language. They also wanted to ensure, by analysing the data themselves and writing the reports, that the results they handed the Selwyn Foundation Council were rigorous and dependable. “The objectives are four-fold,” says Ward. “Carrying out a hands-on, interview-based research project like this demonstrates to the students why rigour is required. It opens their eyes to the realities of everyday life as an older person. It gives the residents an additional something to look forward to each week. And, given the trends we’re seeing after four years at Selwyn, the project is likely to confirm for the Council their common-sense understanding of what needs to be considered when redeveloping their facilities.”
Lecturer Frances Ward and Selwyn Council member Bruce Lovett discuss the accoutrements of older age.
Technology reigns supreme in the lives of young people – they wouldn’t be without it. For older people, the need for certain technology can be an unwelcome intrusion, bringing them face-to-face with the ageing process. Mobility scooters, talking book machines and bathroom grab handles symbolise increased dependence and physical frailty. On the other hand, the cell phones and email their grandchildren depend on are vital ways of staying connected to family, especially those overseas. For the past four years, the Unitec Nursing School has been bringing the two generations together to discuss whether assistive technology is a friend, guest or intruder in the lives of residents at Selwyn Retirement Village in Pt Chev.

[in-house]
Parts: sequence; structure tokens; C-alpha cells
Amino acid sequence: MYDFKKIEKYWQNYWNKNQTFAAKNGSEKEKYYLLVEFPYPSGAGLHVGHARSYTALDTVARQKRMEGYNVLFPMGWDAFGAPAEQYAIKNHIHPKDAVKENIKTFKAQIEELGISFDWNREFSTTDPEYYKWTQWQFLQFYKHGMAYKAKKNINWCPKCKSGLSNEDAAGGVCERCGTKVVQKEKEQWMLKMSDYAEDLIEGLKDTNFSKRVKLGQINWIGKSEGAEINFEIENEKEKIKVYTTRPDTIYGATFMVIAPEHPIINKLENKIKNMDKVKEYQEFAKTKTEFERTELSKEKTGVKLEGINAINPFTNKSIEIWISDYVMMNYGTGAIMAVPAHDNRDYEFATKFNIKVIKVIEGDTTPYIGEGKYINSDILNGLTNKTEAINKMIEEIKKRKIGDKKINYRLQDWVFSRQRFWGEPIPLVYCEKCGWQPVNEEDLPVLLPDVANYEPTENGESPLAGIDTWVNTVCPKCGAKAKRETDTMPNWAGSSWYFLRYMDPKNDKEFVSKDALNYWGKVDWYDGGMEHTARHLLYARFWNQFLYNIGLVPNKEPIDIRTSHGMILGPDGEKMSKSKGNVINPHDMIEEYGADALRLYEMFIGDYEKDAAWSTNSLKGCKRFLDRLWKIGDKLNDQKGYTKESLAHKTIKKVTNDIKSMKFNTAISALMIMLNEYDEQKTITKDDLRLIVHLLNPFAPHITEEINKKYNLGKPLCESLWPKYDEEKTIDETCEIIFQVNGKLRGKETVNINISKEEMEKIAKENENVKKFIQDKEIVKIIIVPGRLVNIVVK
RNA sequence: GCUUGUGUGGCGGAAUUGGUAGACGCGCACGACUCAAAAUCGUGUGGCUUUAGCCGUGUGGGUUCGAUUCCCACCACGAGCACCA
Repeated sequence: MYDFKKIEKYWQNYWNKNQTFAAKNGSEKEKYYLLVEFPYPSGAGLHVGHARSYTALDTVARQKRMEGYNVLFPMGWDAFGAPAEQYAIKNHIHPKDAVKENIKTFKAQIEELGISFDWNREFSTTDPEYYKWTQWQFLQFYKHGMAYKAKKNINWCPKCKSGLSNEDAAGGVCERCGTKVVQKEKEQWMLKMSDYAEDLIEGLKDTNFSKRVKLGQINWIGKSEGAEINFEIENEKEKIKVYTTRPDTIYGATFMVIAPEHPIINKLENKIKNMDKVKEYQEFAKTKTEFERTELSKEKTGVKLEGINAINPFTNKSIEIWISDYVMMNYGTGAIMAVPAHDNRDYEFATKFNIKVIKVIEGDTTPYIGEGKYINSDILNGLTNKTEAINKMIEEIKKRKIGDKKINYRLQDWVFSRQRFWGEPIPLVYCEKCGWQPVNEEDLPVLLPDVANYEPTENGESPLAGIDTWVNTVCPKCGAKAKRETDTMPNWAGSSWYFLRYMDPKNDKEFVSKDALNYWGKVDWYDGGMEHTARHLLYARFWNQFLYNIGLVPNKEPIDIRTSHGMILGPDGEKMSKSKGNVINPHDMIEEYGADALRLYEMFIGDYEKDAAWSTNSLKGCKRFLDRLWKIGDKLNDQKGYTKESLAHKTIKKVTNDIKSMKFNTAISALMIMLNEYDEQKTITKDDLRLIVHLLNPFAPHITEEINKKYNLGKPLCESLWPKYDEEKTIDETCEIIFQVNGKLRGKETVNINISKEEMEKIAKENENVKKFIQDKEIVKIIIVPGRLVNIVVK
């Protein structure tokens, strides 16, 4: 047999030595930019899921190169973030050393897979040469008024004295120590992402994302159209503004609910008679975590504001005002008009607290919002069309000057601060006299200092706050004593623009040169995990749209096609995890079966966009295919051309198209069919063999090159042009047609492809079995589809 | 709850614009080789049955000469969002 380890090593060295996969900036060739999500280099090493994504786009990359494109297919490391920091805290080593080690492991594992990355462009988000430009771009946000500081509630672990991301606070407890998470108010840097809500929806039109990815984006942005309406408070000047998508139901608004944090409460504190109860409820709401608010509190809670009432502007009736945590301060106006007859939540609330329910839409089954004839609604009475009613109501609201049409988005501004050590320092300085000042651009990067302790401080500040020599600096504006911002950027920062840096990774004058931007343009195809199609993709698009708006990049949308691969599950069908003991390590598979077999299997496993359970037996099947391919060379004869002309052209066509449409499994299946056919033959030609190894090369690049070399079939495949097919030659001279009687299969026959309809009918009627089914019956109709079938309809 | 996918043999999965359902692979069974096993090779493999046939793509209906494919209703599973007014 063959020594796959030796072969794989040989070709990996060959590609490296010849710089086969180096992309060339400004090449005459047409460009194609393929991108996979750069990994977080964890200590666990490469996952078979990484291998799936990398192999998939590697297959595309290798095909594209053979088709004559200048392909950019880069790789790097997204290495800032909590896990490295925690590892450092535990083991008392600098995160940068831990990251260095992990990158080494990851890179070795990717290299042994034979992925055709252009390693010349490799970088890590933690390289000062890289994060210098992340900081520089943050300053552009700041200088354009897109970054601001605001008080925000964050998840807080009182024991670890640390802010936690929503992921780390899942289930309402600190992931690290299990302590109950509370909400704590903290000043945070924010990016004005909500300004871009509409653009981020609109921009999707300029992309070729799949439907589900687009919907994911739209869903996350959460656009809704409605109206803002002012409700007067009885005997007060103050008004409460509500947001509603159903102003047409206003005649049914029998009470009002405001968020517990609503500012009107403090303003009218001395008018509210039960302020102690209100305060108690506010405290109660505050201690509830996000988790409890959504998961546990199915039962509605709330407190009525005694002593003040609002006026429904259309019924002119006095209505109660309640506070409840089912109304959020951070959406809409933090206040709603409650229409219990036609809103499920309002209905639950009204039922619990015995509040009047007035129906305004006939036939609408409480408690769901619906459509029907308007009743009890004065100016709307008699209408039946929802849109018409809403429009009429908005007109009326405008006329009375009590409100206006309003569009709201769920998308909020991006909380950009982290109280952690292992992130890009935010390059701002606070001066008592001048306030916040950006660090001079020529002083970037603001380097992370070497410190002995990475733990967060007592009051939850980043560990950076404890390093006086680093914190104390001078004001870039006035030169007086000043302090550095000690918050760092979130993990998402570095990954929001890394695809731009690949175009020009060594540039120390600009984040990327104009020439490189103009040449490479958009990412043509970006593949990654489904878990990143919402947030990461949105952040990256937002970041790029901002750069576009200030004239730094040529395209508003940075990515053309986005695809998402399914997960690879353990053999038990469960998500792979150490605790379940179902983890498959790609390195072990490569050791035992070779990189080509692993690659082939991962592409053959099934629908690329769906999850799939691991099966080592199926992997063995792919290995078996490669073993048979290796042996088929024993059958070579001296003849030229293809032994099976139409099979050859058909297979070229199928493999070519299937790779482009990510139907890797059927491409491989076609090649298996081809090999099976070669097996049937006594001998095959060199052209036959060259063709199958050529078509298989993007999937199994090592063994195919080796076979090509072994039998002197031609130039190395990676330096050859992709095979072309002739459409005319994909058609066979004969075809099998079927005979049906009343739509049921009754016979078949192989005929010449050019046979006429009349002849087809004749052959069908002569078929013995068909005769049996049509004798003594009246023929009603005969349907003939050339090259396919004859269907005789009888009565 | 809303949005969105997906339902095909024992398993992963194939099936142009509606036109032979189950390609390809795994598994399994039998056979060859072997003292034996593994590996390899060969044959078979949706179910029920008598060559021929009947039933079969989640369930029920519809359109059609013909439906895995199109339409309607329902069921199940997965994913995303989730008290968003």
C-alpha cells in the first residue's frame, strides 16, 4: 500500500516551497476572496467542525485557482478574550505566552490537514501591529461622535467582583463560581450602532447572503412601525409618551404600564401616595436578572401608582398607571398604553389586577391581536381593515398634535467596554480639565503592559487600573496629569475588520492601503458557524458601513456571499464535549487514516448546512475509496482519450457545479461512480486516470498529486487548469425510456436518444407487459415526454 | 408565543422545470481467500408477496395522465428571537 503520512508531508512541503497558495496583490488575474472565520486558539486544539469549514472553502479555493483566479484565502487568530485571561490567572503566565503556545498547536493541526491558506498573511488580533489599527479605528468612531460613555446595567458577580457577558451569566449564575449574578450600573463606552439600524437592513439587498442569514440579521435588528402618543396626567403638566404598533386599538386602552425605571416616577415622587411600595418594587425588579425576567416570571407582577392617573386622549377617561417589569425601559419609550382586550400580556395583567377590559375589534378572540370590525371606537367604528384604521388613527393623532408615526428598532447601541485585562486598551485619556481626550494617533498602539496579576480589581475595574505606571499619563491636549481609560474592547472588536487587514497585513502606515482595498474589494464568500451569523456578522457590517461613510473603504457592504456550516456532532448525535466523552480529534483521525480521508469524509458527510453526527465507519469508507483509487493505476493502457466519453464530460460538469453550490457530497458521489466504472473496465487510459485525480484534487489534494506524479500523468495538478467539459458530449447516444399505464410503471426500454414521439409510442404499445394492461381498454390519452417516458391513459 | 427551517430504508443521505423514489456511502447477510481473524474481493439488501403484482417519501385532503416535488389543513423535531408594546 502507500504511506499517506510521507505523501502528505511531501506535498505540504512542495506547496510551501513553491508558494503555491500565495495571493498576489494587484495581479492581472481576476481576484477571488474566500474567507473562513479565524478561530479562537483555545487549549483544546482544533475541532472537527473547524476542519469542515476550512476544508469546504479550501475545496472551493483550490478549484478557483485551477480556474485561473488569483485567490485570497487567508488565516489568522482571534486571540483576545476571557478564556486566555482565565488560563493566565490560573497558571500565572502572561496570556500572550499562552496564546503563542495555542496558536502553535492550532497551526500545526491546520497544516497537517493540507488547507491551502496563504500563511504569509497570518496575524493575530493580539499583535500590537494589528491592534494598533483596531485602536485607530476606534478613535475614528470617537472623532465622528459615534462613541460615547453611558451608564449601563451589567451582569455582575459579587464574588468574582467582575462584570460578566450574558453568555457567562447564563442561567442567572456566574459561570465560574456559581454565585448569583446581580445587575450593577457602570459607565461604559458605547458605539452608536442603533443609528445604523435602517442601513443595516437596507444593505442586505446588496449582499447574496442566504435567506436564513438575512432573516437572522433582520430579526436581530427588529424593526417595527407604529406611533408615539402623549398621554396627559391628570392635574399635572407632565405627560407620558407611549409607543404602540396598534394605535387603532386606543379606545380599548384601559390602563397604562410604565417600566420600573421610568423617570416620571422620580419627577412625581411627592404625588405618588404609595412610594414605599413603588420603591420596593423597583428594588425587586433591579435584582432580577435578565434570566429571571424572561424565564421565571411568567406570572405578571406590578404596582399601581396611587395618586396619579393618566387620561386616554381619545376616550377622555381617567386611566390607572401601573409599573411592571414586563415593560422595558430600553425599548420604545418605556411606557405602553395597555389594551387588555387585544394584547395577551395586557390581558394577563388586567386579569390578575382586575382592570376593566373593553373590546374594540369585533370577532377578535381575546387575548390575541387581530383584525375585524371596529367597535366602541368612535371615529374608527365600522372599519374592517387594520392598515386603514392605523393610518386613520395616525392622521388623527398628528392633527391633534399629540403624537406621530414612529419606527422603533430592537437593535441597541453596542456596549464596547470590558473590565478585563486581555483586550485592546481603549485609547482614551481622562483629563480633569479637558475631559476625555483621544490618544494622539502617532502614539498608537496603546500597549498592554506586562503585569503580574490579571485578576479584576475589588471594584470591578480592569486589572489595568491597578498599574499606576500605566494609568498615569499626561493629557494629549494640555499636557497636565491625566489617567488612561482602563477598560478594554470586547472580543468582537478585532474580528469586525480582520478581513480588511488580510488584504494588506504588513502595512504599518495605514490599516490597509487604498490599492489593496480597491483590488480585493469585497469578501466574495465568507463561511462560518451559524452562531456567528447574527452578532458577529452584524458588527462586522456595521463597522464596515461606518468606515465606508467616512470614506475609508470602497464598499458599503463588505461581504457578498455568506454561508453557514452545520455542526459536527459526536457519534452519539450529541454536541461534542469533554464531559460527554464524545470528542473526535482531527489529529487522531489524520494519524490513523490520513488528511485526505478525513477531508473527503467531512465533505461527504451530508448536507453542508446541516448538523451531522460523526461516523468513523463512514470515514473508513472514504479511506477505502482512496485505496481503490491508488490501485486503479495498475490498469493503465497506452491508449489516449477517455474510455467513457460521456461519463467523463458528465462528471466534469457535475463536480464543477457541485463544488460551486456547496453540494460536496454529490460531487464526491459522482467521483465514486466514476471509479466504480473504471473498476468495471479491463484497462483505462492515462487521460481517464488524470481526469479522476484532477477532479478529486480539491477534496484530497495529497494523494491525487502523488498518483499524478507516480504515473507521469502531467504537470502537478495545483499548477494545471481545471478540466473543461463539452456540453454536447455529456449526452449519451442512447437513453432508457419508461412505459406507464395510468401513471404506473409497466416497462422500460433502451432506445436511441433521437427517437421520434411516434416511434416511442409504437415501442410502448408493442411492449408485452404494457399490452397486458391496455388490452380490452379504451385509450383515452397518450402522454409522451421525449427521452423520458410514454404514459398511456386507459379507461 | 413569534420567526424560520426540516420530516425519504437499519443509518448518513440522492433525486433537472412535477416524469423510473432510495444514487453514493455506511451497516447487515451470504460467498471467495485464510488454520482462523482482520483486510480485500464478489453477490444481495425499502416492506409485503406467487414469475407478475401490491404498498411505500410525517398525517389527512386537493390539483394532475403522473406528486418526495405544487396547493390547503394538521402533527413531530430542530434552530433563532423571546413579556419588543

TECHNOLOGY AND WELLBEING Established in the early 1950s, Selwyn Village is now one of the largest retirement centres in the Southern Hemisphere, with about 650 residents across a spectrum of needs and an average age of 88. As the name ‘village’ implies, Selwyn has its own medical centre, mini mart, gym, post office and other services.
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Despite that sense of permanence, the average life span of a person who goes into a retirement complex is just four years. While the factors that underlie that statistic are complex, technology combined with an increased understanding by health professionals of its possibilities and limitations, could markedly improve the residents’ wellbeing – at least that’s the theory says School of Nursing Lecturer Frances Ward. “In spite of the growth in large, privately run retirement complexes in this country, very little research has been carried out into what technology is available and what needs to be considered when providing services in the future,” she says. “The same dearth of information exists in knowing how dependence on assistive technologies affects older people’s quality of life.”